To calculate Stocking Rate (stems/ha), Tree Stems in plot/ plot area) we summed up both the total number of IN and had Intermediate trees to get the number of trees with the same size in a plot (all with NI-tree sizes).
Using the total number of IN trees, we measurement the diameter at breast height (DBH) to be used in estimation of Basal Area. To measure the Diameter at the Breast Height (DBH) required the Master Tree Growers Diameter Tape (MTGD-Tape). On one side it measured the distance from the ground the breast height which is equal to 1.3 m. On the other side it measures DBH directly. The operator needed to observe the inclination angel of the tree. Further below, we demonstrate the standing position of the operator in measuring different trees.
Figure 4 - Position of operator and the shape and inclination of a tree
Figure 4 shows the position of the operator and the tree position. The tree indicated by A is a straight positioned while tree B is inclined. The operate was measuring the DBH from the side when the tree is inclined. In A the operator is standing straight following the tree position.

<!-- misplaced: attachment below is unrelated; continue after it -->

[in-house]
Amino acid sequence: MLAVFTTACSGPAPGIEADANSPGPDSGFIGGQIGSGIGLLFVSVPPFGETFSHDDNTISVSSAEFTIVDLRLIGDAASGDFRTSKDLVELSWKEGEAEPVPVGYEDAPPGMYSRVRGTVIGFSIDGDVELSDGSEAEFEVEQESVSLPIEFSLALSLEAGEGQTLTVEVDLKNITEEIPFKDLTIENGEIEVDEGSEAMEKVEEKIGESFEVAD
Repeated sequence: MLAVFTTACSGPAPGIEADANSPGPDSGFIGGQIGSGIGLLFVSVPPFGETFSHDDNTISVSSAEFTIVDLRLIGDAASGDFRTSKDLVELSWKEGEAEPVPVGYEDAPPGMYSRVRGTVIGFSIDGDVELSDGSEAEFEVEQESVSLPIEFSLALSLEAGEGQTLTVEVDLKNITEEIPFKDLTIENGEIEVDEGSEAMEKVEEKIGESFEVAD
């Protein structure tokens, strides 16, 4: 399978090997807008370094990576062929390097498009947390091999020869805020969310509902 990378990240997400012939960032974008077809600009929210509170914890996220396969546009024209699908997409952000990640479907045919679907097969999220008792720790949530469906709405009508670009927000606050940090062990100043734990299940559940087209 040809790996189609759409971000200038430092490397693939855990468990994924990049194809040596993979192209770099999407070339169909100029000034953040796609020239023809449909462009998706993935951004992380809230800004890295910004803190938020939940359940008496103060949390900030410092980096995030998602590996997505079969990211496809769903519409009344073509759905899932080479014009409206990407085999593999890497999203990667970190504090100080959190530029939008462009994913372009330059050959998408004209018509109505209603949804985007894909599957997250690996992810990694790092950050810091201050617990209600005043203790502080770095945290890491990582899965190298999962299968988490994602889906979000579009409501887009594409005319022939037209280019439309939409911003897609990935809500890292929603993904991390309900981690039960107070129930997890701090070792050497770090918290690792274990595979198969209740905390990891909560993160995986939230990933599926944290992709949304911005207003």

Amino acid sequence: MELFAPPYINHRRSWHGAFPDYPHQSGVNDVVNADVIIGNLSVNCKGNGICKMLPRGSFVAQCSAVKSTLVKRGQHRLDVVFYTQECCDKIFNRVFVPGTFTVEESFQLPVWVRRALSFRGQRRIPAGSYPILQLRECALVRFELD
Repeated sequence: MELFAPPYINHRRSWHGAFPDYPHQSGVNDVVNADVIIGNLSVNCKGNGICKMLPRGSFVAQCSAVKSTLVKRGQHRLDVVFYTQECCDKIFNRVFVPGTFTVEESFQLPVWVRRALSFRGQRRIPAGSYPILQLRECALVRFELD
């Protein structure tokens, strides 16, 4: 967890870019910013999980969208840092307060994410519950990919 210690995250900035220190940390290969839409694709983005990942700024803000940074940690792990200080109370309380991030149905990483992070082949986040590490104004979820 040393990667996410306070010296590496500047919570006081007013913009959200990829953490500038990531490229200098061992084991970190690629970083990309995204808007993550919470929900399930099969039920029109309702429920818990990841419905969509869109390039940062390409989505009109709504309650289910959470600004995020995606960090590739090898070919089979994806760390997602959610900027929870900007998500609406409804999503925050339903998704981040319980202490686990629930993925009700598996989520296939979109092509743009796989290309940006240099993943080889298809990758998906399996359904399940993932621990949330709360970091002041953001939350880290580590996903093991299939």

In C is the position when the tree is at the hill or a steep slope. Figure 5 is DBH measurement process.
Figure 5 - The DBH measured points for forked tree
Figure 5 shows how to measure the DBH of a forked tree. The operator originates at 1.3 m or above that measurement, the tree considered as a single tree, therefore the diameter measurement was carried out below the fork. When the fork originated below 1.3m, the two measurements was taken. Such tree was considered as two trees.
Figure 6 - Diameter measurement of deformed trees
Figure 6 is measuring DBH of the tree with a protruded shape. Two measurements were required below the breast height and above and then the average DBH was recorded.